Bill Roorbach is an anomaly. Not because he genre-hops between fiction and nonfiction, or because he delayed his writing career so he could tour the world as a musician. Not because his new book, Life Among Giants, is his ninth book and third novel, is already in its third printing and in talks to become a TV series à la Mad Men, but for the art world of the American seventies. Bill Roorbach is an anomaly because he’s just so nice.
Magers & Quinn was sparsely attended on Thursday, January 17 2013. Less than ten people warmed the metal folding chairs set up in the poetry section to hear the author read–and most of those were from a high school class and needed to attend a literary event for extra credit. Of the rest of us, I was the only one who didn’t know Bill Roorbach personally. In an uncommon show of friendliness and extroversion, the author (a breed of human more typically prone to meekness or at least faux modesty) came over to me and struck up a conversation. We chatted for five minutes about this and that–Mill Ruins Park and some mountains in southern Texas where we’d both spent a bit of time–until the M&Q staff gave a brief introduction. When he addressed the “crowd,” his presentation had the same informal tone as our conversation.
To call this a “reading” would be, technically, correct. But he didn’t read from his new book until he’d chatted haphazardly for nearly an hour. Without mentioning why, he launched into an autobiographical narrative that would have made for a killer novel all its own: when young Bill Roorbach realized that his dreams to become a rock star might require supplemental funding, he found a job taking care of an abandoned estate. The property was a mansion unlike homes we now associate with the descriptor–the place was a palace. It had been abandoned for thirty years, and Roorbach basically took up living in it, inviting his friends and bandmates to live in it as well. They each occupied separate wings, and came together mostly to play music–which they did in the bottom of the dried-out pool. This pool had a deep end of more than twenty feet (!), which functioned as an amphitheater.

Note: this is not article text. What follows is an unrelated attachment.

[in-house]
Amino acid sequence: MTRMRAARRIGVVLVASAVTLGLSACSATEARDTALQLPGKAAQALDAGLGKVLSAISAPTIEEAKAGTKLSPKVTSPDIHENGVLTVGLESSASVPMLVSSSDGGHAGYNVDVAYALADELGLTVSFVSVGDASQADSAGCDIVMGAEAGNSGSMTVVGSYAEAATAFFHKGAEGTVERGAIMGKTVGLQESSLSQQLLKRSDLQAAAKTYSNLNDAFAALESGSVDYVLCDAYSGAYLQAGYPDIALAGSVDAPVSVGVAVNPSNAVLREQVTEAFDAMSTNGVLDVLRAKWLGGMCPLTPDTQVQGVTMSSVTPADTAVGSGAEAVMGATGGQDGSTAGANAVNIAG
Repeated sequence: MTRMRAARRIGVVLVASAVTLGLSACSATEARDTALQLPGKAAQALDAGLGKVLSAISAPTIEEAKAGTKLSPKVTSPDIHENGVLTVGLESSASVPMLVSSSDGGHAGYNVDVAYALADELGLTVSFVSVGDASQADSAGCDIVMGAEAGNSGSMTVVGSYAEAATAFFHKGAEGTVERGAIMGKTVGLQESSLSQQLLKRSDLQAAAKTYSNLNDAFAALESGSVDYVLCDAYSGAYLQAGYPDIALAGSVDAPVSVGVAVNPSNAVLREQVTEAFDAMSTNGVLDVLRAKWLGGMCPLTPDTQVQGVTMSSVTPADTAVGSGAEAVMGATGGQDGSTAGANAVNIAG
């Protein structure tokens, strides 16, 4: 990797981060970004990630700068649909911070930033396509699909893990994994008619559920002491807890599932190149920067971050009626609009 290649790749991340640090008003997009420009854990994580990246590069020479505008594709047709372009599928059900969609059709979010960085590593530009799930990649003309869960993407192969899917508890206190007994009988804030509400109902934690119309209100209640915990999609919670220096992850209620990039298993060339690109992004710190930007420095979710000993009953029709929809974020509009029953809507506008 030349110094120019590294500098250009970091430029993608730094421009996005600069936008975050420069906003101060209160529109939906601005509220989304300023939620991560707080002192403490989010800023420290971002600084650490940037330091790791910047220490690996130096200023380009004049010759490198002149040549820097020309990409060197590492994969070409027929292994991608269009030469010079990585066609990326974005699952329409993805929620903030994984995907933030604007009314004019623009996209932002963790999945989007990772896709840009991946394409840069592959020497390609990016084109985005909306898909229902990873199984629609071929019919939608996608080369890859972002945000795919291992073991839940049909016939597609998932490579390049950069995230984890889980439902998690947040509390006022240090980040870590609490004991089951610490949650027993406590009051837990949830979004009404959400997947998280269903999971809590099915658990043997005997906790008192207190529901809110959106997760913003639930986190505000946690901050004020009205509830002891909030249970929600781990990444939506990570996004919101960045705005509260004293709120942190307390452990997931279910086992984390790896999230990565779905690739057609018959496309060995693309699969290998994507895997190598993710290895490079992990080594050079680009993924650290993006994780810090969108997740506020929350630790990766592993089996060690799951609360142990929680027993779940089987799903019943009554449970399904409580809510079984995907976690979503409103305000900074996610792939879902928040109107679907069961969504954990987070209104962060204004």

One night as they were rocking out after hours, they heard another band in the distance–there were several other mansions a ways away, lining the top of a ridge that looked down over the property Roorbach took care of. “The music,” he said, “seemed impossibly loud. We cranked everything up and tried to match it, but it was just overpowering.”
The next day, he asked the mailman who was staying in the mansion on the ridge. “Some rock band,” the mailman said. “I’d never heard of them. Something about a Zeppelin?” That wailing they’d heard carrying over the distance was that of Roorbach’s idol, Jimmy Page.
He attempted to deliver his band’s demo tape to rock legends, but was turned away at the door by the most stunning woman he’d ever seen–a dancer, the mailman later informed him. Which led into a recount of his New York years, where he worked as a carpenter and played music, and dated a professional ballerina. He discussed his love of The Great Gatsby and he discussed his adventures in Denmark, where he toured as a musician under the name “Cowboy Bill.” All eight or nine of us in the audience listened along, marveling at his tales but also at ease in the presence of a gifted storyteller. Off the cuff, talking with his hands and using his body to illustrate points, he had command not only of the language but of narrative, of his audience, of the process of delivering a story, like no one I’ve seen before.
When he did finally read from the book, which was inspired by the melange of experiences he’d just so thoroughly described, his written prose was similarly superb. Rather than read a cliff-hanging excerpt, or the first several pages of the book, or some snippet that would arouse interest and inspire us to purchase it, he chose to read the last paragraph he wrote (not the last paragraph of the book), and then the first paragraph he wrote (not the first paragraph of the book). Even in these two brief excerpts, influences from the stories he’d just told about his own life were evident. I had been so entertained by his rambling that I hadn’t thought about it, but the entire reading/ speech/ ramble/ story had been accomplishing something subtle–not just providing background or context. He’d been teaching us. It had been a lecture, of sorts, on how to turn experience into literature. I anticipate that the lesson will only continue as I read the book–as it will for everyone else who was in attendance. Because, in the surest sign of a successful reading, everybody left with a copy.
PS–Be sure to check out Bill Roorbach’s entertaining blog at www.BillandDavesCocktailHour.com
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